The Evangelical Universalist Forum

Fascinating paper on "Augustinian Adam" vs "Irenaean Adam"

On p17-18 of The Fall of “Augustinian Adam”: Original Fragility and Supralapsarian Purpose John Schneider wrote:

Fascinating paper (think he’s an EU too) - looks like Augustine’s soteriology had even larger ramifications than I realised. Thankfully the Eastern Church didn’t follow him & Irenaeus gives us a better alternative!

That (Augustinian speculation) is almost too weird for words. I don’t know how he got to that place.

The Eastern church may not have followed Augustine but they still believe in eternal suffering.

As far as I know some do & some don’t… and they don’t typically divide or make a fuss over it (e.g. they can openly be URs without getting in trouble).

I really enjoyed it and I’m glad I read it :smiley:

That was a fantastic article, Alex! :smiley:
Thanks so much for linking to it. It was well worth reading and in an understandable and enjoyable style. Not much theological jargon which is a major plus. (My eyes glaze over if I read “hermeneutical”, “epistemological”, “soteriology” too often… :frowning: )Really hearkens back to John Hick’s thoughts about Irenaeus and Irenaean theodicy in Evil and the God of Love though Schneider is more focused on reconciling ‘Darwinism’ with ‘Adam’ in the Bible. As mentioned in the previous thread,[Theodicy:“Augustinians are from Mars, Irenaeans from Venus”), I think Tom Talbott’s theodicy is very Irenaean and would fit in well with Schneider’s idea of “Irenaean Adam”.

Thanks for posting this article, Alex. If I’m not mistaken, I think this was written by the John Schneider who got in trouble for saying stuff like this at Calvin College, right? He’s definitely got a great grasp of the major problems that evolutionary theory raises for traditional Western Augustinian theology: evolutionary suffering, the implications of evolution for original sin, etc. He probably could’ve provided stronger arguments for his position and fuller responses to his opponents, but, hey, it’s just an article. And if you’re going to provide a solid case for overturning (or at least heavily revising) one of the foundational doctrines of Western Christianity, you’ll probably need at least a book, if not a whole series!

That being said, I think he’s right that something like a (supralapsarian) Irenaean account of human origins is probably the best way to go in light of modern evolutionary science. Still, there are significant questions that remain, mainly relating to the existence of natural evils and God’s omnipotence and goodness. But, hey, the Augustinians have a 1600 year head-start, so I suppose one can’t expect all the kinks in an Irenaean account to be immediately hammered out.

As a side note, despite his perhaps questionable interpretation of the “gnosticism” of his day, Irenaeus definitely is in the running for my list of funniest theologians (not that it’s a particularly large group). See this quote from Against Heresies I.11 in which Irenaeus pokes fun at the “gnostic” Valentinus’ supposed propensity for positing a whole bunch of lesser deities in his cosmological schema:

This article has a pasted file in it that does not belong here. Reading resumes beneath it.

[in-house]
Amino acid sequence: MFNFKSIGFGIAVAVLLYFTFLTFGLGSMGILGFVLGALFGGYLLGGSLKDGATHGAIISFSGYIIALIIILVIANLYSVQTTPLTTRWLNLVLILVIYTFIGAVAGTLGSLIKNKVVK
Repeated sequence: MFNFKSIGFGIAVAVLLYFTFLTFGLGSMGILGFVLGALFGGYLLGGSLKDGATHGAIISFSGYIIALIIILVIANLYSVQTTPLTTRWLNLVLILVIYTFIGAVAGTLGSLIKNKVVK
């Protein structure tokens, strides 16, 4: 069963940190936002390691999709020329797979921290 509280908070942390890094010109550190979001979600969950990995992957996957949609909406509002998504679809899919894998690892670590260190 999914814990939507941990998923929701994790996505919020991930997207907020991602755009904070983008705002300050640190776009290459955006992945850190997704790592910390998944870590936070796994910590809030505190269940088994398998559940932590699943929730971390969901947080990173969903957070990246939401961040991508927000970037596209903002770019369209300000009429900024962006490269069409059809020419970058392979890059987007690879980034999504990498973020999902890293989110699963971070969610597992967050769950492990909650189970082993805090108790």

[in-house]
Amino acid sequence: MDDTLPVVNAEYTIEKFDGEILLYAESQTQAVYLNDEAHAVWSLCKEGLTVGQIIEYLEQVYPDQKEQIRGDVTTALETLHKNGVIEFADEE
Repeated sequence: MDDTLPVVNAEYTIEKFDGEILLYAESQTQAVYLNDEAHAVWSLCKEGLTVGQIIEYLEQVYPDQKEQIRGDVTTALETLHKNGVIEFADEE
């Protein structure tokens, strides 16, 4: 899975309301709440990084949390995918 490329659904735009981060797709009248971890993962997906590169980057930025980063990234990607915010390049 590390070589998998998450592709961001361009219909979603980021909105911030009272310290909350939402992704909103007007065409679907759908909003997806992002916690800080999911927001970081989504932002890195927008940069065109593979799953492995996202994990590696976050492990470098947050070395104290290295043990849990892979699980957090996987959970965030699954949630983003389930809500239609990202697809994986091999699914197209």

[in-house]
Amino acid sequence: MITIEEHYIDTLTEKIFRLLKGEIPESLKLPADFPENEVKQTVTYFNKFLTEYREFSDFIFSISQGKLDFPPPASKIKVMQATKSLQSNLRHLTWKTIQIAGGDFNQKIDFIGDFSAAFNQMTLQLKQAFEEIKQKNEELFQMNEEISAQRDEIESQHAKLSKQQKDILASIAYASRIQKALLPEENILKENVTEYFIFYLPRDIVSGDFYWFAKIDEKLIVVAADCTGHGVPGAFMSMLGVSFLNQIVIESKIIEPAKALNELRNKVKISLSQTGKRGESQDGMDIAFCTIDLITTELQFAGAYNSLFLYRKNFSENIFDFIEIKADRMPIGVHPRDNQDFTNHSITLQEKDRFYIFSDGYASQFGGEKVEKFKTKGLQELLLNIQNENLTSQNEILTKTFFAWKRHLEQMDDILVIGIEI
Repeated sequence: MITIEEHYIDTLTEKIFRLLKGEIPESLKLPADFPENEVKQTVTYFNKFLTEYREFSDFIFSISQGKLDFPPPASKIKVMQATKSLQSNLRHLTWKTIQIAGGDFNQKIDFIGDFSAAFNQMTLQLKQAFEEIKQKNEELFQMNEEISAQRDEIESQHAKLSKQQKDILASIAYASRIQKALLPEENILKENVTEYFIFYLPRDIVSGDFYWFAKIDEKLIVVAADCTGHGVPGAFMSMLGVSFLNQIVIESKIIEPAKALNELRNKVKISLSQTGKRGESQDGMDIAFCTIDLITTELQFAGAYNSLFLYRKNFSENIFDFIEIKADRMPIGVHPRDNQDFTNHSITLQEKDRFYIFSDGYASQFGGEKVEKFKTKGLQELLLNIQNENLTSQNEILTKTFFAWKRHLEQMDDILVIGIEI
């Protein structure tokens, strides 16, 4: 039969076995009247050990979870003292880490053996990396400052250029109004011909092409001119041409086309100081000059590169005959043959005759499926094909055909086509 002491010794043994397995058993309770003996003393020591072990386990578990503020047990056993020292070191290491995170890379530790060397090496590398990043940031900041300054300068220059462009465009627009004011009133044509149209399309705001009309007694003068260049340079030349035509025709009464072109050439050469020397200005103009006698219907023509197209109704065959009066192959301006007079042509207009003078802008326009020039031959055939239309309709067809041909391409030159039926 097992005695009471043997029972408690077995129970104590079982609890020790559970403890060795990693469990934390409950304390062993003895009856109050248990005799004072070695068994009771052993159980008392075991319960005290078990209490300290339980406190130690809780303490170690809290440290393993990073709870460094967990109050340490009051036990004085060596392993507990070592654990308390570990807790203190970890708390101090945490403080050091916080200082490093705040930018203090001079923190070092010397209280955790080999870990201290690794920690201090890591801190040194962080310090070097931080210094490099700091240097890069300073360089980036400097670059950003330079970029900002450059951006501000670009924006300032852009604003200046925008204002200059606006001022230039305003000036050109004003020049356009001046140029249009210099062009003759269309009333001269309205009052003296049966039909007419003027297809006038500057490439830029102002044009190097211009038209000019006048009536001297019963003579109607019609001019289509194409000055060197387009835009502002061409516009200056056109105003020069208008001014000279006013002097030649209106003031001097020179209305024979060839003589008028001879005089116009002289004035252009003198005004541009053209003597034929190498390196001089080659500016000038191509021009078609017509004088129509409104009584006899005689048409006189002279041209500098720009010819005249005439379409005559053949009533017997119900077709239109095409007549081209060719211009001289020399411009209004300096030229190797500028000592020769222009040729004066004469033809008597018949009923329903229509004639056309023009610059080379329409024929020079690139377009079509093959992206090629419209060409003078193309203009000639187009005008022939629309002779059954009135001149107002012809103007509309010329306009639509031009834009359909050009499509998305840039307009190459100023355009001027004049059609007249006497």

It’s like a really, really heretical version of Veggie Tales! :mrgreen:

That’s a great quote, arlenite. I didn’t think much of the article nor the grid-lock position they imagine evolutionary science to dominate. Apparently evolutionists have an arm-bar on the church and they are waiting for us to tap-out.

I don’t think Irenaeus can be called upon to save the church from the incompatibility of Augustine and evolution. I was horrified that Irenaeus would be used as a mascot for this purpose (I am a creationist). Nevertheless, the melon cosmology was worthwhile.

What a great quote, arlenite! :laughing:

I did think it was interesting to see at the top of the page “Professor Emeritus of Theology, Calvin College” and then read the article… :smiley:

Love the quote :laughing:

I can definitely sympathize with your position, Stefcui. No doubt that contemporary scientists can drastically overplay the reach and settledness of their conclusions and miss the fact that they drift oftentimes into metaphysics (cough Dawkins cough :unamused: ). And when those scientific conclusions call into question a lot of the central and structurally-important points of a traditional theology, I get why one would simply side with the traditional interpretation of revelation and expect science to work itself out eventually. That being said, I imagine we’ve just got different methodological approaches, so reconsidering even central theological categories like the “Fall” and “original sin” isn’t overly worrying to me (though it is important if needed!). But, I totally get that scientific discoveries in the last couple hundred years are challenging doctrines far more central to traditional faith than whether or not the Bible says the earth is really, say, at the center of the universe or whatever. The stakes are definitely higher.

If you don’t mind my asking: are you an old earth or young earth creationist or something else? I’ve got to say that the young earth position seems pretty incredible to me, since, as I understand it, it requires basically every scientific field to be fundamentally incorrect: astronomy, biology, physics, geology, etc. That’s not to say it’s not possible, but I think it probably should nudge even theologically conservative folks to at least begin to reconsider whether revelation can be interpreted in a different way that isn’t so obviously in disagreement with these pretty productive fields.

As for using Irenaeus as a mascot, he might be overplaying how much he settles, although I think he’s mostly just trying to show that there is a patristic resource that - and I think his interpretation of him is correct here - points towards a different way of reading the Fall, original sin, human origins, etc. As I think I alluded to in my earlier post, I certainly don’t think invoking Irenaeus simply solves all problems, and it very likely raises new ones. Still, I think even Schneider admitted that.